Park Terrace was the name given to the terrace of houses that stood where Park Place is now. They were named Park after Anthony Park Coubrough who was responsible for the development of the Blanefield Printworks. It was a good substantial building of twelve houses in all, built for the foreman and clerical staff of the printworks. The upper flats were accessed via staircases at the rear of the building. The printworkers’ houses tended to be graded, the poorer ones for the manual workers were down Station Road and the Wood Place area, while the more upmarket ones for white collar staff were at Park Terrace. This terrace was demolished in 1967 to make way for social housing. Today’s planners might have been more inclined to renovate them.

Alternative pic of Park Terrace
Dumbrock Road Prefabs

The Prefabs

Towards the end of the Second World War, Stirling County Council was already planning for more local authority housing in the village as well as planning for temporary housing. Around 1948 24 Prefabs, as they were universally known, were built and many villagers still have fond memories of them. Emily Brown, who was born in one of them, recalls:

“It was a very happy community. All the children played together. I remember the boys playing Knock Door Run. But the prefabs weren’t well insulated and so they were boiling hot in summer and freezing cold in winter. I shared a bed with my brother and sister and we had stone hot water bottles and Dad’s army greatcoat over the bed to keep us cosy.”

Strathblane Prefabs, 1950s. This shot shows the Dumbrock Road council houses under construction, as well as the tenement known as the Black Lawn and the end of Park Place, which were both demolished to make way for council housing, as were the prefabs.

In the 1960s the decision was taken to demolish them to make way for the housing in what are now Dumbrock Drive and Dumbrock Crescent, as well as Dumbrock Road. One Sunday a gang of men arrived and proceeded to dismantle one of the now-empty structures. While some wondered why this was being done on a Sunday, the majority were content to watch the men at work and note the speed with which they worked. On Monday another squad came and dismantled the rest. It was only when they had finished that they realised one was missing! What became of it is not known.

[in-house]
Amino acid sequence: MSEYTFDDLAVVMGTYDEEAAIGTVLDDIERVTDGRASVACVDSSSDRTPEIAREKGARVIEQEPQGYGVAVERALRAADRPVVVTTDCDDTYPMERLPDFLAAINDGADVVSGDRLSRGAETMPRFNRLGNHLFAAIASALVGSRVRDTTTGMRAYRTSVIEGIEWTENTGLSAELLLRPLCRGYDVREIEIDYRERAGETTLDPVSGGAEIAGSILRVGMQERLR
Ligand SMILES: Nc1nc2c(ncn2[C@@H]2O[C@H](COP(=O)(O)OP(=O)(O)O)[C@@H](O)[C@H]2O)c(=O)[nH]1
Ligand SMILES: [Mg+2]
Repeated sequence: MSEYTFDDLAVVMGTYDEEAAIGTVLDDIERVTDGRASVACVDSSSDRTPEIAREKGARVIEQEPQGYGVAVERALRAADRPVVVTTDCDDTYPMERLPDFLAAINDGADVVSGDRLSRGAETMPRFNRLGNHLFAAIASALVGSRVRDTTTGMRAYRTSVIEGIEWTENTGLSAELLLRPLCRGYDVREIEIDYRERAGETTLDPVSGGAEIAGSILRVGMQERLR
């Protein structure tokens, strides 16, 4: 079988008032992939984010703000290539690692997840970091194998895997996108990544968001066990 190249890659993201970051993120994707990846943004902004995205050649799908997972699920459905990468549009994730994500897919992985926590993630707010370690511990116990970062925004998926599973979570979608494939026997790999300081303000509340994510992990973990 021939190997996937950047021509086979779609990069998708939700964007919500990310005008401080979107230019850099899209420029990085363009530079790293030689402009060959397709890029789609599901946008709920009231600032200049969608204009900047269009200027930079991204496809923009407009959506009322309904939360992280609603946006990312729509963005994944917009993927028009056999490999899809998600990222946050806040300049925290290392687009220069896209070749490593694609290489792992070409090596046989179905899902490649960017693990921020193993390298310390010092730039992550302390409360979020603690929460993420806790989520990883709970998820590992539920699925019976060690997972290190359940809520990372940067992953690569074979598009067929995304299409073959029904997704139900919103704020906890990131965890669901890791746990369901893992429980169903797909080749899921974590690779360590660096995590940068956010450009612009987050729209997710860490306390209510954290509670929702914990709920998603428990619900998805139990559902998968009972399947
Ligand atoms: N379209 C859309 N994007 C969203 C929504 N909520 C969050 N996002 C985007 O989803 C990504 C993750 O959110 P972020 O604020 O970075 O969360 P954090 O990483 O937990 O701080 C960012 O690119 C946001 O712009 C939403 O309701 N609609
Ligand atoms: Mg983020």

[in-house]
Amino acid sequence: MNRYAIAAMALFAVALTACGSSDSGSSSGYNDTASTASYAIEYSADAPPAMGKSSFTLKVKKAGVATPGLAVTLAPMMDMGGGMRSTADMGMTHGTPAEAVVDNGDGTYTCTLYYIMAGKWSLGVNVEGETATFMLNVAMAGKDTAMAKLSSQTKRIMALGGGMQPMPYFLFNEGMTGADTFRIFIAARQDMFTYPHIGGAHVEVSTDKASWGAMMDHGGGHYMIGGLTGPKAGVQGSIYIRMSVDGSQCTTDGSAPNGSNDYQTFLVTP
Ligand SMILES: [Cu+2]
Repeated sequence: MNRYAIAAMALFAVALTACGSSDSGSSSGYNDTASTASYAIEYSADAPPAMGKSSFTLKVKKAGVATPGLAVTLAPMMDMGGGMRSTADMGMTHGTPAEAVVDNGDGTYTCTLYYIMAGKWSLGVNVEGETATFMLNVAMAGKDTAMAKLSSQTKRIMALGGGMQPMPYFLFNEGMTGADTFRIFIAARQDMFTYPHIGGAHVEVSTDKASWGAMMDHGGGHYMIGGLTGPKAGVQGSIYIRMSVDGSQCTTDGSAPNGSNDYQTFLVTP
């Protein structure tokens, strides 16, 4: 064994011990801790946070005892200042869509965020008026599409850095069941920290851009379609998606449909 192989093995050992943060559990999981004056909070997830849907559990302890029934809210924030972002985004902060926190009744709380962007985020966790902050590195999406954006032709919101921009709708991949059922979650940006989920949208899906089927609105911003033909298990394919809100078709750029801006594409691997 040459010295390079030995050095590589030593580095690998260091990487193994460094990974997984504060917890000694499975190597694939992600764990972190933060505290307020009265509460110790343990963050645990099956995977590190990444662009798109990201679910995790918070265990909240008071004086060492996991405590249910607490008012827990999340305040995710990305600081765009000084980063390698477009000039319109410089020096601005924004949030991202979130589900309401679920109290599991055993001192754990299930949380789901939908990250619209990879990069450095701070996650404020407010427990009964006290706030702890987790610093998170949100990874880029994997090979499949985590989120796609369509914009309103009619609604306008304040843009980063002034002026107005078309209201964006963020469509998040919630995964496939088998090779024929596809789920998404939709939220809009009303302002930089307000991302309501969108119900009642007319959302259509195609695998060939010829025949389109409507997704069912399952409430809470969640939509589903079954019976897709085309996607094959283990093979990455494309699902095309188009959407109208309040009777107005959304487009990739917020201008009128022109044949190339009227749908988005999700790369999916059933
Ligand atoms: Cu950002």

The Kirkhouse Inn & Kirkhouse Farm

The Kirkhouse Inn was established in 1601 although until Victorian times it stood immediately beside the gates of the parish church. On occasion this was a source of friction. In 1774 the landlord was in open rebellion against the minister and the kirk session. According to session records, one of his offences was that he appeared at a session meeting and threatened “to kick the kirk officer’s heels and trample him like dirt under his feet if he would but presume to go to his house and call his wife”. (His wife was being pursued over some alleged irregularity.) The session tried to “bring him to repentance” and bound him over to the presbytery. After a presbytery inquiry he was laid under the sentence of lesser excommunication “till he should repent and humble himself”. Seemingly, he never did.

The Kirkhouse has long been an important meeting place in the parish. Standing at the junction of two major roads, it was both a toll house and a staging post for horse-drawn coaches. During the second night of the Clydebank Blitz in March 1941, it became a place of refuge for villagers, young patients from the Children’s Home Hospital and those fleeing from the German bombing in Clydebank. The bombing of Sunnyside in Blanefield resulted in villagers fleeing from Blanefield to Strathblane.

At a time when buying a drink on a Sunday was a major hurdle to be overcome, the Kirkhouse had the advantage of a seven-day licence. Anyone ordering a drink on the Sabbath needed to be a “bona fide traveller”, which involved travelling at least four miles and signing a book to say where they had come from. Some tall tales were told in its columns and the buses from Glasgow were extremely busy.

The Buchanan family were involved in running the Kirkhouse for at least 150 years until the 1960s. They also ran Kirkhouse Farm, which stood on the opposite corner of Campsie Road. Peter Buchanan was known as “the Three Ps” on account of his three jobs: postman, pig man and publican.

The Kirkhouse Inn has been considerably enlarged and has changed hands several times in recent years. It is the only remaining public licenced premises in the parish.

Kirkhouse Inn & Kirkhouse Farm

(Strathblane Parish Church is covered separately.)



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Local Shops Over the years a surprising number of people have run shops in the community. Some have lasted longer than others, but all have been memorable in their own way. The fortunes of retailers have waxed and waned with the general fortunes of the community....

Duntreath and the Edmonstones

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School (1716 – 1966)

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Dumbrock Mills and Bleachfields

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Blane Valley Railway

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World War Two

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Blanefield Printworks

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Free Church

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World War One

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Children’s Home Hospital (1903-1994)

“Often a child made a dramatic recovery on the back of good food, fresh air & loving care” - Margaret McIntyre, who worked at Strathblane Children’s Home Hospital for two periods between 1958 and its closure in 1994.  Penelope Ker  The rapid...